Thursday 22 September 2016 04:39 PM
Investors punish Tower stock as ongoing quake exposure erodes dividend prospects
By Sophie Boot
Sept. 22 (BusinessDesk) - Sept. 21 (BusinessDesk) - Tower's stock gained today after a report the general insurer could be a takeover target but the insurer has shed half its value in the past 12 months on signs prolonged exposure to Canterbury earthquake claims has sapped its ability to pay dividends.
The shares have tumbled 52 percent in the past 12 months, the worst performance on the NZX 50 Index. Some $36 million of provisions for Canterbury earthquake claims pushed it to a $7 million loss in 2015 and losses continued in the first half of this year on further charges and a $19.6 million IT system impairment.
This month the stock sank to its lowest in more than a decade as it flagged $16.2 million more provisions for quake costs and a dispute with a reinsurer. The company said at the time that its solvency and available capital were above the minimum regulatory requirements and it could also call on a standby $50 million credit facility.
But analysts say prolonged and larger-than-expected claim costs have sapped Tower’s ability to make distributions to shareholders.
"The market has given the company the benefit of the doubt, and it certainly looked like they had plenty of solvency capital they could potentially distribute back to shareholders," said James Bascand, an analyst who follows Tower at Forsyth Barr. "It appears less likely now that that's an option.”
“The rhetoric from management and board is they will look more closely at their capital distribution plans at their year-end result, which has given investors again reason to believe they might not get the dividend expectation they did have previously,” he said.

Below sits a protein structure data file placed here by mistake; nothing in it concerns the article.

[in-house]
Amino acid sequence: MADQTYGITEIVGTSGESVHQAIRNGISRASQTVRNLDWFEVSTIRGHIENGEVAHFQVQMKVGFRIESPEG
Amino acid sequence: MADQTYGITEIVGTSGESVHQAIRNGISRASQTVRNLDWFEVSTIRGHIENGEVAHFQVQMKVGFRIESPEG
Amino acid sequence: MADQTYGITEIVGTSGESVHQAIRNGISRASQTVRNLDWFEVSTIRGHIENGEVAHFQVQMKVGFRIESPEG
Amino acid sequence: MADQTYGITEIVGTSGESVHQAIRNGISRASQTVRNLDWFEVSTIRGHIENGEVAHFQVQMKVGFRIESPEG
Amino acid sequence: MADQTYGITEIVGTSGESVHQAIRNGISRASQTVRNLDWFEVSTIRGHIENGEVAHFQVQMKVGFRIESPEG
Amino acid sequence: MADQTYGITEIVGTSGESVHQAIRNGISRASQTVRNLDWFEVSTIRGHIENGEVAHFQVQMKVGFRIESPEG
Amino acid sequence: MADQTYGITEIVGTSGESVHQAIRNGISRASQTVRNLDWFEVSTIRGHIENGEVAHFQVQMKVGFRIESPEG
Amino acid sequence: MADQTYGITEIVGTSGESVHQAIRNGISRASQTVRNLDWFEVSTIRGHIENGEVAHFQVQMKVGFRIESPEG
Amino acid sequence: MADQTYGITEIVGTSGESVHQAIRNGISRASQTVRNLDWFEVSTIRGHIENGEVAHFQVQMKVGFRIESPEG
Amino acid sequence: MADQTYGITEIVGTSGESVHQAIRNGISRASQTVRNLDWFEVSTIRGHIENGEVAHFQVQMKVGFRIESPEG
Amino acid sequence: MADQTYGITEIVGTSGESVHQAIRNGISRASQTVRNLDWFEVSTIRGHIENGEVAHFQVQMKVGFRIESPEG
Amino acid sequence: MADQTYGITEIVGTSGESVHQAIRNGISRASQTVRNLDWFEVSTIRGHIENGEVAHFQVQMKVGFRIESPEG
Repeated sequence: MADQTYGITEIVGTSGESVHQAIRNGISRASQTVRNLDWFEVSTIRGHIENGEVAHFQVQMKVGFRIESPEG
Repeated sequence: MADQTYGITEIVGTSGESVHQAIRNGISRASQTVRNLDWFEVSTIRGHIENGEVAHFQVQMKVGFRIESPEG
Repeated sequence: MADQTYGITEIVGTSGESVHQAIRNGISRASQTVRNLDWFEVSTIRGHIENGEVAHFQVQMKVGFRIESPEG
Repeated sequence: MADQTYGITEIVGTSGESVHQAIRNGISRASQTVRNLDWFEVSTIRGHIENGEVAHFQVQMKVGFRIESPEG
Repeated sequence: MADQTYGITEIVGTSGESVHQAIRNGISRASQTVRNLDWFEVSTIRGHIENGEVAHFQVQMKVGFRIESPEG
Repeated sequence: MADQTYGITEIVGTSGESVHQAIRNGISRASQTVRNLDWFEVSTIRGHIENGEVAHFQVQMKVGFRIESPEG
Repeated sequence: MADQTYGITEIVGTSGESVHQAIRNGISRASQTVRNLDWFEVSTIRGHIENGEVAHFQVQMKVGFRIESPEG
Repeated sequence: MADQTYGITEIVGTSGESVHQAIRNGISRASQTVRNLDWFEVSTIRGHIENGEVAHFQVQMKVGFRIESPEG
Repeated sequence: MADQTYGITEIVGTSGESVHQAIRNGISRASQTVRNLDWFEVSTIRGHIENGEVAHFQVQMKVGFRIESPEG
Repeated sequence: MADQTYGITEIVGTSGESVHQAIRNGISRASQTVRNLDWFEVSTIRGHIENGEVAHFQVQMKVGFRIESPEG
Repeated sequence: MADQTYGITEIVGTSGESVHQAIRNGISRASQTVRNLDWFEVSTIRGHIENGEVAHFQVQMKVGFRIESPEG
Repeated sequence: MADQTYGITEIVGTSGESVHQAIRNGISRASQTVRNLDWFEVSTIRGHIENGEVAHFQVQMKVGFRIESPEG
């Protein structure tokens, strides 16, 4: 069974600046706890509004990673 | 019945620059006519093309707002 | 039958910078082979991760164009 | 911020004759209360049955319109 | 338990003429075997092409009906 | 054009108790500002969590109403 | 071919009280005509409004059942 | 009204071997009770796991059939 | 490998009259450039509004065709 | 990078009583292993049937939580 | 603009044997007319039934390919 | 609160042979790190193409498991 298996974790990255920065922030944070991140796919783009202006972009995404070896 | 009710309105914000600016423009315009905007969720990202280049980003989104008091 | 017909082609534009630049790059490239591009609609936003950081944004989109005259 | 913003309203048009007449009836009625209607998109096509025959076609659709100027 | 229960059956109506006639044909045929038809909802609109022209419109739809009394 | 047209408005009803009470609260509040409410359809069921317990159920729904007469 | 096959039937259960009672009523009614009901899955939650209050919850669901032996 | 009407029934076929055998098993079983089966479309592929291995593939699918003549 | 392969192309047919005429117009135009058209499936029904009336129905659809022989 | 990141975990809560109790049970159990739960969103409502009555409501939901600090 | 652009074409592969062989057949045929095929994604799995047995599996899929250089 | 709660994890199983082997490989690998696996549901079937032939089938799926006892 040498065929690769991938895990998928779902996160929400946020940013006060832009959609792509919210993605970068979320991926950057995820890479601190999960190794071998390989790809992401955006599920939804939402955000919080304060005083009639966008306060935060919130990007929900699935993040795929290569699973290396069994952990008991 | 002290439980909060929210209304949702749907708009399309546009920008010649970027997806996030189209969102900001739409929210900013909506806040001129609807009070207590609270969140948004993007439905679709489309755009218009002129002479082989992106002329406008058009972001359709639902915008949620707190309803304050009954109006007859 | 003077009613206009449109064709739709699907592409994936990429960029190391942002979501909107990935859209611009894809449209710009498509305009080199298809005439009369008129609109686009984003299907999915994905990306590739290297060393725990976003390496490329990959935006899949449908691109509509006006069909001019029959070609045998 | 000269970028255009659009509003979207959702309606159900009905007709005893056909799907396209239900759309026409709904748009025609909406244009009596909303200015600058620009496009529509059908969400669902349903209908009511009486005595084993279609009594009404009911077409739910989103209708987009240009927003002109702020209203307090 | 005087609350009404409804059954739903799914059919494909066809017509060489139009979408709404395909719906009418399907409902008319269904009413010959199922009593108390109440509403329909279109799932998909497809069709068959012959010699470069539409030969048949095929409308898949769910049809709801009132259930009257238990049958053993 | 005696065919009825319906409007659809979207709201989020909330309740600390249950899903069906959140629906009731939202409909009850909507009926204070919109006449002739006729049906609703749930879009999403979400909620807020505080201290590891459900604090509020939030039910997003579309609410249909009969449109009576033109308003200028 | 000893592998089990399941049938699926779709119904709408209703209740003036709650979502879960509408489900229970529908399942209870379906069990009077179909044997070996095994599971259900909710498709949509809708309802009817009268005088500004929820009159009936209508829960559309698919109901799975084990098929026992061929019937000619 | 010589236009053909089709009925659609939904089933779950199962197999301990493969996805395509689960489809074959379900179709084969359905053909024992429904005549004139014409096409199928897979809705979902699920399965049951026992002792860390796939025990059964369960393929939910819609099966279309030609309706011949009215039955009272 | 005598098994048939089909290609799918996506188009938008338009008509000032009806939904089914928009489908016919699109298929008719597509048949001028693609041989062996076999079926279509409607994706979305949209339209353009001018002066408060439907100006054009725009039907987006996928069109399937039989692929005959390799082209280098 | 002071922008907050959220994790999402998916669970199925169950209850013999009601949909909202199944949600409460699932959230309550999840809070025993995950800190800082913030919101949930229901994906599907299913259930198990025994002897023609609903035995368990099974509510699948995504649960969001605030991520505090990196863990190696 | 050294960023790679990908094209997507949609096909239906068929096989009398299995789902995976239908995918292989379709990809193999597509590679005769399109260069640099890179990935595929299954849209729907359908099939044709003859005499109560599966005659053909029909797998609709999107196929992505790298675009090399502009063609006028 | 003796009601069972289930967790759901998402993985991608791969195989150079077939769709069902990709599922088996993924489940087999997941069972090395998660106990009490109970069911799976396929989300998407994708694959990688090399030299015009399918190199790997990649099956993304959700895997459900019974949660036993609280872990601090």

Tower is still getting about 100 new Canterbury quake claims every three months, where it had expected the Earthquake Commission would have exhausted the pool of new claims to pass on to Tower by now, chief executive Richard Harding said. It had about 1,000 outstanding Canterbury claims a year ago and has settled about 440 of those but has received another 300 in that time, he said.
"That creates a whole lot of strain to us,” Harding told BusinessDesk. “Add to that the EQC has recently announced there are 6,000 claims requiring remediation, claims they're continuing to manage, but they can't communicate to us which ones relate to Tower.”
"There's quite a lot of uncertainty and complexity come in, and we've tried to make sure when we're reserving we allow for that uncertainty," he said, adding that the share price performance was disappointing and didn’t reflect the underlying strength of the business.
Forsyth Barr’s Bascand said the remaining claims may be some of the hardest to resolve, and carry the most legal risk, increasing the cost and time required to get to a settlement.
Auckland-based Devon Funds Management is among investors who have exited the stock this year, having started 2016 with a 13 percent holding. Harding, who joined the company a year ago, says other investors have been drawn to the company by the prospects for a turnaround in its underlying business.
Harding said in February that Tower would cut the number of products it offers and clamp down on costs as it works to resolve claims. The insurer plans to launch new consolidated products and online quote facilities in November, which Harding says will make it more competitive. It has also been developing a new IT system, having postponed an investor meeting in July to tackle its technology issues.
Shareholders had said they didn't want to hear from Tower until it had something to update and the company wasn't going to have a clear timetable until the year end, so the meeting had been delayed until then, he said.
Forsyth Barr's Bascand said investors want evidence Tower has a successful strategy.
"The market is still looking for execution around lowering cost ratios and we haven't seen execution on that front,” he said. “It's been a struggle for people to figure out why they should be buying - what are they going to achieve over the next twelve months, or is it better to wait and see."
Tower shares climbed 4.2 percent today after the Australian Financial Review's Street Talk reported that the dual-listed company could be ripe for a takeover, possibly by Australia's Suncorp or Insurance Australia Group.
Tower neither confirmed nor denied the rumours in a statement this afternoon.
"Current media speculation is not distracting us from our focus on driving the business forward," a spokesperson said. "While we’re still in the early stages, we are starting to see positive results which we will share with the market at our full year results. Our business remains solid and our customers should be confident that Tower is here to protect New Zealanders."